Hillsborough County's plan to consolidate parks and recreation programs is not the disaster that some parents are making it out to be. The proposal, which goes before commissioners today, would give children access to quality, affordable care while still helping the county's bottom line.
County Administrator Mike Merrill has proposed merging after-school programs at the county's 42 parks to 11 regional centers. The move would enable the county to cut in half its full- and part-time work force of 185, saving $7.5 million toward the $50 million the county hopes to shave this year from operations.
These are substantial savings from an enterprise that has not been sustainable for years. The county's costs are four to five times what it collects in fees. Its programs are staffed for 4,000 participants, even though those numbers have steadily declined to about 1,800. Commissioners recognized the problem nearly four years ago and have warned repeatedly that changes were coming. Merrill deserves credit for confronting a hot-button issue that his predecessor chose to duck.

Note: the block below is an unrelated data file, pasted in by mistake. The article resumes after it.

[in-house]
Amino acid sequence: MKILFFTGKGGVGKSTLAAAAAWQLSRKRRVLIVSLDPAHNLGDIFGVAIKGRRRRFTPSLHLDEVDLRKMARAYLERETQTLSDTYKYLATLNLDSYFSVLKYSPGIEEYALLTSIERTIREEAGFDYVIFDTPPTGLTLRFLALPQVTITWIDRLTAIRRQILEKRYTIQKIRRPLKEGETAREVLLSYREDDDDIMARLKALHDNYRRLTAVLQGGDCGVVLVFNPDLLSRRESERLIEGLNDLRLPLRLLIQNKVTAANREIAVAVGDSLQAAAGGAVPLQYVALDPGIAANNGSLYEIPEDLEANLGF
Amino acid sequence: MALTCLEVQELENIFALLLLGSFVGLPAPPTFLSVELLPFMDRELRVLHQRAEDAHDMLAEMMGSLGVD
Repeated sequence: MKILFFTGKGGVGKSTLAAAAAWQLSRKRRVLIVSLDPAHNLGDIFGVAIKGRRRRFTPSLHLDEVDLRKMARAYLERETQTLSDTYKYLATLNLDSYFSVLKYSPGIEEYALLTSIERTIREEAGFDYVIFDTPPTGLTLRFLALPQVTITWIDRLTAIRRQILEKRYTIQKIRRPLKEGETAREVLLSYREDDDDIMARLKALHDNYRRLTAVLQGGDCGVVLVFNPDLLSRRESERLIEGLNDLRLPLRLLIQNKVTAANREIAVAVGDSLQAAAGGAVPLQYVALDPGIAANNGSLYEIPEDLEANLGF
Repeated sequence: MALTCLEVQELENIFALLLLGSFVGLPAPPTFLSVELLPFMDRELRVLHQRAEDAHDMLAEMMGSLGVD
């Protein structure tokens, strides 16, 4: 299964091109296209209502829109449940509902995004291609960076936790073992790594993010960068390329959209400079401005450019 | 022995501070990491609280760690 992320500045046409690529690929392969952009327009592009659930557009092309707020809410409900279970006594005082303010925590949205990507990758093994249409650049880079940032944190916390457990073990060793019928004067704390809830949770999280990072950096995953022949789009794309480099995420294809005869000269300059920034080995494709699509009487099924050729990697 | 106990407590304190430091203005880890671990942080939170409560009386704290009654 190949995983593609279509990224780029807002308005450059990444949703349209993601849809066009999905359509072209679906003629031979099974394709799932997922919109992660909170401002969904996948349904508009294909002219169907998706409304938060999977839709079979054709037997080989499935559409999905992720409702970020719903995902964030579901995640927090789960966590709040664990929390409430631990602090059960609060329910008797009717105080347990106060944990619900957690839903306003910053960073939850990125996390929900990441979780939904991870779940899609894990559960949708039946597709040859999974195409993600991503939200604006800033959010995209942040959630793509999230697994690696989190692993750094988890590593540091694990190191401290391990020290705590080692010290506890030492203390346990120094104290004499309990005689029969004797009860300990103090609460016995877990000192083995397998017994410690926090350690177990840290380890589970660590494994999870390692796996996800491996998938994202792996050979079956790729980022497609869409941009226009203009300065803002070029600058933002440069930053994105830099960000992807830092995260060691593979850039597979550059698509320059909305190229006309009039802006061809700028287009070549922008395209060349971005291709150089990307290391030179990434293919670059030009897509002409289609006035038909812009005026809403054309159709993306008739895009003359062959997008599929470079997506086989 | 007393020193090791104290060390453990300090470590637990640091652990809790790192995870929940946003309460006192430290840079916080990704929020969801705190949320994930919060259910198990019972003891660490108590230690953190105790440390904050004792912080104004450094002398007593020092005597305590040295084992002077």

Hillsborough would hardly be cutting off needy children. In addition to providing services at the regional centers, a nonprofit would fund $2 million in grants so low-income families could send their children to programs offered by the public schools and local nonprofits. The county would still keep open its 42 parks and staff them as needed for community groups. It also would pour money saved into the most popular programs, including those serving at-risk teens. And the county would still operate summer camps. This solution is better than having parents who cannot afford it forced to pay full freight.
Free or subsidized after-school care may have been doable before the recession. But four consecutive years of declining tax revenue have left the board with few easy choices. Merrill at least showed the right priority by looking to cut overhead instead of care itself. Hillsborough's school district has extra capacity at the programs it operates at 135 elementary and middle schools. Commissioners should recognize Merrill's proposal as a good-faith effort to help needy children with what resources are on the table. It certainly is better than kicking the problem down the road.